LLM Communications

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LLM Communications was a UK lobbying firm, formed in 1997 by former Labour Party aides. It was at the centre of the 1998 LobbyGate "Cash for access" scandal, which rocked the relatively new New Labour administration[1]. It had approximately 20 employees and 30 clients. In 2003 Neal Lawson sold his shares in the company which completed a Management Buy Out.[2] In July 2005 LLM was acquired by financial PR group Financial Dynamics.


LLM was set up by Neal Lawson, Ben Lucas and Jon Mendelsohn.

  • Neal Lawson is a former adviser to Gordon Brown and was a strategist for Tony Blair during the 1997 election. He is the Managing Editor of the Blairite Renewal magazine and the founder of Nexus, a Blairite internet discussion forum. He has boasted of helping GTech, the discredited Lottery company, to win their Lottery contract.
  • Ben Lucas is a former adviser to Jack Straw and was part of Tony Blair's political briefing unit during the 1997 election.
  • Jon Mendlesohn advised Tony Blair on business relations from 1995-7. He used to handle Blair's business links and retains close links with Jonathon Powell, the chief-of-staff at 10 Downing Street and Lord Levy.

All three used to work at the consultancy firm Lowe Bell, founded by Sir Tim Bell (Margaret thatcher's favourite PR man). They were loaned to the Labour Party during the 1997 election.


LLM became notorious in July 1998 when they were caught up in the 'Lobbygate' controversy. Working as an undercover reporter for The Observer, Greg Palast, posing as a US businessman with ties to Enron, caught on tape two Labour party insiders, Derek Draper and LLM's Mendelsohn, boasting about how they could sell access to government ministers, obtain advance copies of sensitive reports, and create tax breaks for their clients. For example, it was revealed that Ben Lucas claimed he had given away details of one of Gordon Brown's speeches to a client before the speech was made and knew details of public spending announcements in advance. LLM said that they were a conduit from the Labour Government to business (as well as the other way round), procuring a steady stream of executives to feed the Labour Party's appetite for business contacts. This process included News International, where Ben Lucas said that the Government had sought out business, rather than business asking the lobbying firm for Government contacts.[3]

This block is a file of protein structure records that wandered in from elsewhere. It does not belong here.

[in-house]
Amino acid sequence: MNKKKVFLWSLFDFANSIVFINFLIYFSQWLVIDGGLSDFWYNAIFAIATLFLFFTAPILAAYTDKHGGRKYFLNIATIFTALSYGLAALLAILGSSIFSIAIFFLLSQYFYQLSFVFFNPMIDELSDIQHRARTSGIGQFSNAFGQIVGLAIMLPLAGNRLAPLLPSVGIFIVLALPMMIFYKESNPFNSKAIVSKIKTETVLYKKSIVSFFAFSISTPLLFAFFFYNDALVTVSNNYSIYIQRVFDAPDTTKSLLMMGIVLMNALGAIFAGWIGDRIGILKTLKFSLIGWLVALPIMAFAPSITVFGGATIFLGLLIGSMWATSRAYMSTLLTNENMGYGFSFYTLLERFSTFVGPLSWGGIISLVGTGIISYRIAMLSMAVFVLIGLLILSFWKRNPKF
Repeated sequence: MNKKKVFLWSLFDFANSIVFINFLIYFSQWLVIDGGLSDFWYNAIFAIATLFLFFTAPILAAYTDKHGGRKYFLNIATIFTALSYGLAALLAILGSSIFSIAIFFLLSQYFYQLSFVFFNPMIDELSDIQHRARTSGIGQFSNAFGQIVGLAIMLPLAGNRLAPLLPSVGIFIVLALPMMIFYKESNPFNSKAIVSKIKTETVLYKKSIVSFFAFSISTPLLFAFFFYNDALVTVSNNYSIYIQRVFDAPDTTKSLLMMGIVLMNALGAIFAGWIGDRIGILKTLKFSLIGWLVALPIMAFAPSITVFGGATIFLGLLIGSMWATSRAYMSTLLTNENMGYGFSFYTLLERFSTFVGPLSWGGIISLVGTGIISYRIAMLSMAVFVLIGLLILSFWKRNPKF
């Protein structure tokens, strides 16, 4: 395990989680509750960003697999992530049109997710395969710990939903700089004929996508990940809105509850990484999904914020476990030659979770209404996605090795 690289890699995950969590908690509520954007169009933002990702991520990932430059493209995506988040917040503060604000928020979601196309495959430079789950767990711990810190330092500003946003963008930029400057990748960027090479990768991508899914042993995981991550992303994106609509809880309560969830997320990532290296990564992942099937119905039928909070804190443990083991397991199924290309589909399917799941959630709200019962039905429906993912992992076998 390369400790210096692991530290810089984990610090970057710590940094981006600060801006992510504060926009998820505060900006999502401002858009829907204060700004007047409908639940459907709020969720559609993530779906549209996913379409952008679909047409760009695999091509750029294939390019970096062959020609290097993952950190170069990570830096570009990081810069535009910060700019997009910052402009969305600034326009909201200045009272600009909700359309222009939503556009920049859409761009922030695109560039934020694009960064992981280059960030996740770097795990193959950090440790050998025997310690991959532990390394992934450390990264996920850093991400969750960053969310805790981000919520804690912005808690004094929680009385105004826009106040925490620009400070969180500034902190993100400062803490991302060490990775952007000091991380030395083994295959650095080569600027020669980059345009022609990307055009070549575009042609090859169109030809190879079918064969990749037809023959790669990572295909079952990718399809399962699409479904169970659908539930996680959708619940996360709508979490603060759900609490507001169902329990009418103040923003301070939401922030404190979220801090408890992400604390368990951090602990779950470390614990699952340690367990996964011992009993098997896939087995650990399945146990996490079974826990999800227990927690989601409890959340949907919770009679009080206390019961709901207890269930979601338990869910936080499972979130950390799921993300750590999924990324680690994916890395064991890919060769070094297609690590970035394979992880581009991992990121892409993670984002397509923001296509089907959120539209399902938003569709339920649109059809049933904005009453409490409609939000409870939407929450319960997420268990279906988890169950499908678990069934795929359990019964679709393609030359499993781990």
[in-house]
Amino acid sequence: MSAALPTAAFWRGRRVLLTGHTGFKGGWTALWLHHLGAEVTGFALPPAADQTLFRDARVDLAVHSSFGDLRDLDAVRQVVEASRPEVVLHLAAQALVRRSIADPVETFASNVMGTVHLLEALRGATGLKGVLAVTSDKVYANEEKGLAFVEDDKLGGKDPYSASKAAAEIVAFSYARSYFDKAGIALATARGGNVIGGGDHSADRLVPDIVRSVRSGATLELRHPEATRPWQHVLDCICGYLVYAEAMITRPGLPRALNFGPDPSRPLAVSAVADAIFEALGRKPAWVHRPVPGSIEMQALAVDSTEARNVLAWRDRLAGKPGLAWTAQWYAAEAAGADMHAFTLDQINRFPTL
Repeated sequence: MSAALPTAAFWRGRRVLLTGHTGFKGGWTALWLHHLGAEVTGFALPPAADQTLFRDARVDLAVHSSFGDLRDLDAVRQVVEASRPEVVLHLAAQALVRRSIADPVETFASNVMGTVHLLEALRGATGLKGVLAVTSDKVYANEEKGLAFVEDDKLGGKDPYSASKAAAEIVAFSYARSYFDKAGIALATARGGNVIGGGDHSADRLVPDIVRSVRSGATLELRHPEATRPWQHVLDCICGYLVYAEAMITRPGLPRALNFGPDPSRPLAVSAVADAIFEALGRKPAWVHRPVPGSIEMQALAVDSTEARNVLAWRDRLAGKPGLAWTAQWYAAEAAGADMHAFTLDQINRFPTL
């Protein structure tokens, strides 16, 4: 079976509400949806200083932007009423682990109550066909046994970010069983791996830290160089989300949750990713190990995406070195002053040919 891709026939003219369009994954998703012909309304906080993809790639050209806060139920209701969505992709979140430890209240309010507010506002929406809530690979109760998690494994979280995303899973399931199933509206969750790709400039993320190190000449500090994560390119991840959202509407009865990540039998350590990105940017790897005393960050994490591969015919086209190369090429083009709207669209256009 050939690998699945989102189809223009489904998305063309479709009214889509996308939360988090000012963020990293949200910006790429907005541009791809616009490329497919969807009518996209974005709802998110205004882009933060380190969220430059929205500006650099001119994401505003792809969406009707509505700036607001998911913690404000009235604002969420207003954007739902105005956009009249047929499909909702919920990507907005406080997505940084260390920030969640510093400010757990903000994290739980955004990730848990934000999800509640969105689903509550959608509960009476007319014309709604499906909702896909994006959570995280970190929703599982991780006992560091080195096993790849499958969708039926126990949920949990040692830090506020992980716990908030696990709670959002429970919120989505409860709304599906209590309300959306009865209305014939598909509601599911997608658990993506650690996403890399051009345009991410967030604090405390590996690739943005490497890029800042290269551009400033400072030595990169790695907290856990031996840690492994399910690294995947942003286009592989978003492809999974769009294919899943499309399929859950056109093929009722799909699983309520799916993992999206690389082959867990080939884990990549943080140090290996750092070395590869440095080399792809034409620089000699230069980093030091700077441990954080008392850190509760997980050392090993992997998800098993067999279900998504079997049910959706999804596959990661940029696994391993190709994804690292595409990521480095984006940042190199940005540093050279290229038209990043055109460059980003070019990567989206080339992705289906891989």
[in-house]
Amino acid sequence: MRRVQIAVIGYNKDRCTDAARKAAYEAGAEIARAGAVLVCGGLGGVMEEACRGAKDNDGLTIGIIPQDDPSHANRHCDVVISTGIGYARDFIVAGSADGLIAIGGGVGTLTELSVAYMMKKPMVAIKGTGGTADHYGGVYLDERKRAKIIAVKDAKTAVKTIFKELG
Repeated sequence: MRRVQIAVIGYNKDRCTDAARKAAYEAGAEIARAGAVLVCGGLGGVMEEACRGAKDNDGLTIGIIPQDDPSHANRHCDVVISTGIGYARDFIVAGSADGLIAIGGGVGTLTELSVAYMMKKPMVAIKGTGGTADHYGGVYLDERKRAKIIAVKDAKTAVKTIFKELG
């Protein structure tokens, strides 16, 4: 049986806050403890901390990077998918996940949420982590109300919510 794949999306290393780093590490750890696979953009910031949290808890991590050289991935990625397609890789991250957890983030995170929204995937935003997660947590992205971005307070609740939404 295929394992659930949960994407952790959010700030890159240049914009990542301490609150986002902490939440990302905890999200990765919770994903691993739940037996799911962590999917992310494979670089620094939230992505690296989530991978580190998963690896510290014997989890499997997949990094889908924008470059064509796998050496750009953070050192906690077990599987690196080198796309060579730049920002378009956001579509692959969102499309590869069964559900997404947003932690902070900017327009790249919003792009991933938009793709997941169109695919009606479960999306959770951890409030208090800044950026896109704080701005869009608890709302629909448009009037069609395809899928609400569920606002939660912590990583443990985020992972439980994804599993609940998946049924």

LLM also spent more than £5,000 on 'Tickets for Dinners' for their clients to attend Labour Party functions in 1998. Their clients include Rupert Murdoch's News International, Tesco, Orange and KPMG (consultants with a large number of Government contracts).

Selected clients

Rupert Murdoch's Union-busting News International hired LLM in 1998. They wanted advice on getting the Government to change the Fairness At Work legislation that allowed Unions to ballot for workplace recognition. Ben Lucas suggested that News International should base their strategy on 'selecting aspects of the Bill which can be argued are unworkable.' Ben Lucas was the Head of research for building worker's Union UCATT for 5 years until 1992. Now he is advising Rupert Murdoch on how to beat the Unions! When he was asked how he could square such seemingly conflicting interests he said 'It's like in the movie, The Godfather. We tell them, its just business.'

When the Government proposed a tax on supermarket car parking spaces, which would have cost Tesco millions, they brought in LLM who advised Tesco to change their approach (by playing off a contribution to community transport against paying the tax) and sponsor the Dome. The tax was dropped in July 1998, in circumstances that The Observer's undercover journalist Greg Palast described as 'they were able to get out of [the] tax by a fix that LLM made, which saved them £40 million a year.'[4]

Finally, LLM was paid by its client The Town and Country Finance Issues Group (TACFIG) to do research and preparation for Town and Country APPG meetings.

LLM also counted the following as clients:


Previous names of LLM Communications inlcude Ibis (351) Ltd and Lawson Lucas Mendelsohn Ltd.

Steve Rubin, the multi-millionaire businessman who once owned Reebok, is the main backer behind LLM. He put the initial money into LLM which allowed them to buy prestigious offices in Soho.

According to Tory MP John Redwood, LLM is 40 per cent owned by Robert Stevens Holdings, which in turn is owned by trustees in Jersey, Bedell and Cristin. Bedell and Cristin Trustees is owned by Premier Circle Ltd. and Second Circle Ltd., which is owned by Premier Circle Ltd. and Third Circle Ltd., which is owned by Premier Circle Ltd. and Second Circle Ltd.[5]


LLM Communications Ltd 21A Noel Street London W1V 3PD

Private Limited Company, company no 03314777.


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